"What strikes me most is that he is friendly, engaging and knowledgeable," Schulz said. "If you meet with him, he will fill his ambassadorial role of letting you know what is happening with the economy in Japan, the recovery from the earthquake and tsunami two years ago. But he moves quickly into their desire to be deeply connected to our community. He is an economic developer, and he's looking to enhance exports from Tennessee to Japan and to bring in more foreign direct investment."

Besides promoting more Japanese business opportunities in the state, Kato says he also wants to help Tennesseans learn about Japanese culture.

"To my surprise, there are universities here providing courses in the Japanese language and Asian studies, including Japanese history and culture," Kato said. "Many local students are learning our language and our cultural history."

He reaches out to those classes and makes himself available to give talks to them, he said.

Kato also had praise for the American people for the U.S. response to the double tragedies on March 11, 2011, when the earthquake and tsunami wrecked a significant portion of eastern Japan.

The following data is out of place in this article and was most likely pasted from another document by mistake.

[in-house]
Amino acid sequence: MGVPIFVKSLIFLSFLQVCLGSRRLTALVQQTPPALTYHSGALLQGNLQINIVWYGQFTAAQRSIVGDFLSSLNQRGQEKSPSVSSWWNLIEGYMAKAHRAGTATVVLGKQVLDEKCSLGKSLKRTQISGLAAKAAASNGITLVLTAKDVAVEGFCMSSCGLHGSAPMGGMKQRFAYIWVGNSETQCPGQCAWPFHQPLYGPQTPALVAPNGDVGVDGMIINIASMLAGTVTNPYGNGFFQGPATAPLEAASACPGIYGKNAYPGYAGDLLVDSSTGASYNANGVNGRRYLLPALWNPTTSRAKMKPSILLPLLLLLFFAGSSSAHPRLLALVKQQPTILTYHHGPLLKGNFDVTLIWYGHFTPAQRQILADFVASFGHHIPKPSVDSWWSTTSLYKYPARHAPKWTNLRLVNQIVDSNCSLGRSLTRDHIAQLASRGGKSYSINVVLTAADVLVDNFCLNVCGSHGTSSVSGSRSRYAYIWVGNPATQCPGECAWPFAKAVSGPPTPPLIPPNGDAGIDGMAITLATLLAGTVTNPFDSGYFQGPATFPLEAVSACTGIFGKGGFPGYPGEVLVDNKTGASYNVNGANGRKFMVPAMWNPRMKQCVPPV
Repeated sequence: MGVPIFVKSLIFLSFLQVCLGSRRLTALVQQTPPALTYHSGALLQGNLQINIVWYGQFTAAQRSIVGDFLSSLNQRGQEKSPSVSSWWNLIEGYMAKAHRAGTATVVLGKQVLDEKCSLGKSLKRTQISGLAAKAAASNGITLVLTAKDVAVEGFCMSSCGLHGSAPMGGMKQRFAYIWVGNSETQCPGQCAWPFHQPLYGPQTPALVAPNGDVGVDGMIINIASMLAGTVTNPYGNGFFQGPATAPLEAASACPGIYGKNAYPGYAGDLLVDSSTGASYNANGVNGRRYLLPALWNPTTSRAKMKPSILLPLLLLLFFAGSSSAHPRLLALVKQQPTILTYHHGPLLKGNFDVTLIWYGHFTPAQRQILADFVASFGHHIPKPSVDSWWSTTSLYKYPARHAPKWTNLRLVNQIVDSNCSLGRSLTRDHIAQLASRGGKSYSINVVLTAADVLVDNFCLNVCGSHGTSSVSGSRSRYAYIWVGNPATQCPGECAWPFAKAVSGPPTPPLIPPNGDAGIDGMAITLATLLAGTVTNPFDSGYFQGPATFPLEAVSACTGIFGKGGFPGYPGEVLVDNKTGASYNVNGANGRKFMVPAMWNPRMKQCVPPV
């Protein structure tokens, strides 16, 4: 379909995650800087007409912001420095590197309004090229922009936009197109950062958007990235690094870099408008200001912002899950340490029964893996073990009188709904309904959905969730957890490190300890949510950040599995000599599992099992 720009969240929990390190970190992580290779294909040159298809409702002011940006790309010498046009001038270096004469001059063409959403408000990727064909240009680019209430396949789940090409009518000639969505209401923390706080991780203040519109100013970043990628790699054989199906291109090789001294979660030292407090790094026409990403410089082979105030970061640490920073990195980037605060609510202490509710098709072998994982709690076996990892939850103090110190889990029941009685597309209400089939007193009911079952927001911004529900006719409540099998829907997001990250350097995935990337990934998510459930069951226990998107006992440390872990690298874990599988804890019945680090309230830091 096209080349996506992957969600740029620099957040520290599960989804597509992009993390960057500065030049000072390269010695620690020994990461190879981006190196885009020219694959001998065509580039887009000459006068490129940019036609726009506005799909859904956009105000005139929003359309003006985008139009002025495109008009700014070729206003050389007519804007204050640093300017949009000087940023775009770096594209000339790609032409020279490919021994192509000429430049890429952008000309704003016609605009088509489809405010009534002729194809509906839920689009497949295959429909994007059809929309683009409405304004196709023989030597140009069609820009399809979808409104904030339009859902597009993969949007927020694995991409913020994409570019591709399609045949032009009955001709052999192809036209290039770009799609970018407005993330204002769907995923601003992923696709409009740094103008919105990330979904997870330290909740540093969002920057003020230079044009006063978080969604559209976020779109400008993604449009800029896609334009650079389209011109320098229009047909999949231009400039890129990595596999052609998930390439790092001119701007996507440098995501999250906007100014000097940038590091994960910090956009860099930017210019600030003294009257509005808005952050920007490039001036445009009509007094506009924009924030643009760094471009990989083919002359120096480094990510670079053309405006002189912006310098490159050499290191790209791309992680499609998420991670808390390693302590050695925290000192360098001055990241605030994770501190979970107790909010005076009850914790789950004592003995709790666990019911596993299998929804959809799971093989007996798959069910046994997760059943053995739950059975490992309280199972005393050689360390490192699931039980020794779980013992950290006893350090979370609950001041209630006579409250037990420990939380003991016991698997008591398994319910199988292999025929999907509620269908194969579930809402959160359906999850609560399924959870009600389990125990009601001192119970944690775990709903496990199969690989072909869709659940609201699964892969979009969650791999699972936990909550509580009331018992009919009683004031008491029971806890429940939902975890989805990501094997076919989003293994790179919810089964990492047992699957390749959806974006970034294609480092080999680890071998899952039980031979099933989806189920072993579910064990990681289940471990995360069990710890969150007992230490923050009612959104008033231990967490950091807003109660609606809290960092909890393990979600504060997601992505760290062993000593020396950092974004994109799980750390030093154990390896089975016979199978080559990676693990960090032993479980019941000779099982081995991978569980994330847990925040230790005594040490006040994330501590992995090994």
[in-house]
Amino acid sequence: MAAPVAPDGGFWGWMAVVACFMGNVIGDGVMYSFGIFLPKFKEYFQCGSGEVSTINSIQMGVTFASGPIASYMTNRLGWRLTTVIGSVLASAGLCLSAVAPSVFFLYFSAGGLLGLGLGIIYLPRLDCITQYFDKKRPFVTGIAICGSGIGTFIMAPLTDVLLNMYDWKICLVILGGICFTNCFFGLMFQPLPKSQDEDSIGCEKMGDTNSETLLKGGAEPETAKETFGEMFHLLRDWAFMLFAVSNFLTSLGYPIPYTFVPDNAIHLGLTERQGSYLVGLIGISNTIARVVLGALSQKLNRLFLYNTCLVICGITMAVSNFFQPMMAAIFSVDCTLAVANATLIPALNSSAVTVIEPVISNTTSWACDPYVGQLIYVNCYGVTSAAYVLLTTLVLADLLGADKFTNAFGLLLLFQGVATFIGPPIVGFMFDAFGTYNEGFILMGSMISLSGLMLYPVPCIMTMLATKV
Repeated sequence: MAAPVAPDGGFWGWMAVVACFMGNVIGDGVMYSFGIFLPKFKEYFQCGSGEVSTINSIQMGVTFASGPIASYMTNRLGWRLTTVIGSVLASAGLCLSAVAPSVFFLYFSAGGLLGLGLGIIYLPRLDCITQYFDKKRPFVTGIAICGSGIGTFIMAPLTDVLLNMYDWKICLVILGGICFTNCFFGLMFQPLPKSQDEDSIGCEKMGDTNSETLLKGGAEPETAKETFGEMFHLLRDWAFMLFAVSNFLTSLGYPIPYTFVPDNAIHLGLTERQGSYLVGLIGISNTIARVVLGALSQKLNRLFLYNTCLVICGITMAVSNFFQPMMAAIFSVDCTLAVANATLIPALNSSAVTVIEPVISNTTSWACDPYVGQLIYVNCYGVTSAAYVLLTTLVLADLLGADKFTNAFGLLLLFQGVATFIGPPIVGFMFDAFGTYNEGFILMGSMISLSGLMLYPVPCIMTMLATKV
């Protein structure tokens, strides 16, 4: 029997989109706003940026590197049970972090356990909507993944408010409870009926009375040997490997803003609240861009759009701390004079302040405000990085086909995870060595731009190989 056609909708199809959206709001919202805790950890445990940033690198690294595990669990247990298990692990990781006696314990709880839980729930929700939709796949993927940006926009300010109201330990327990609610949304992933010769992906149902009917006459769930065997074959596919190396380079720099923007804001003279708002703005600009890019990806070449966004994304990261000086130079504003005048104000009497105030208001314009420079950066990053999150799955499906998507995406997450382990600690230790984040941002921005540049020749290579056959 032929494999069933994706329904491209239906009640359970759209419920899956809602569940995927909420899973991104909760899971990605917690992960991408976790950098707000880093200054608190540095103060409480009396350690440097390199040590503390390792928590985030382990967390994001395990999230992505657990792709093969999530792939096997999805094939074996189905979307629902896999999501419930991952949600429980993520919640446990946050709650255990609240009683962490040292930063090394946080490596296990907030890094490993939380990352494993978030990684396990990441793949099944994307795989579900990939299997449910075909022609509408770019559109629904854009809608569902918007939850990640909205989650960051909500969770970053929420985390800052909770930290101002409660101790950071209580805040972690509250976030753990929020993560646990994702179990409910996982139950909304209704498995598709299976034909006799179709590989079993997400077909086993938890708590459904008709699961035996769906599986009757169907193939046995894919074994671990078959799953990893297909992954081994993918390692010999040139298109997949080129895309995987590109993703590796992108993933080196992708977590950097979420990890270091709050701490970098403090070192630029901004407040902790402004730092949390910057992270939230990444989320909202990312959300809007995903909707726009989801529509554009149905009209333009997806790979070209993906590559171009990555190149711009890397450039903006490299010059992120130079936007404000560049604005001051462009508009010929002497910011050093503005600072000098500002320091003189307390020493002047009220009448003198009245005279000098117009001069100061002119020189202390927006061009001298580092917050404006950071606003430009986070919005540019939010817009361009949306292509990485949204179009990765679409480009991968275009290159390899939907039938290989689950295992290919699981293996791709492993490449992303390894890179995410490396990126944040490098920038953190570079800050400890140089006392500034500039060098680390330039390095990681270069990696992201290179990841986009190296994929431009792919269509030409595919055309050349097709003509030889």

"It claimed the lives of 20,000 people in Japan," Kato said. "But the United States immediately decided to extend a big helping hand to the people in shelters and in difficult situations, and the Japanese people will never forget that. It was an awful disaster, but we are recovering, and the new (government) is working hard to restore the Japanese economy.

"In the affected area, there is still room for the (government) to do more," he said. "Many people still are in temporary housing. But the Japanese people are united, and we are working hard to get through this."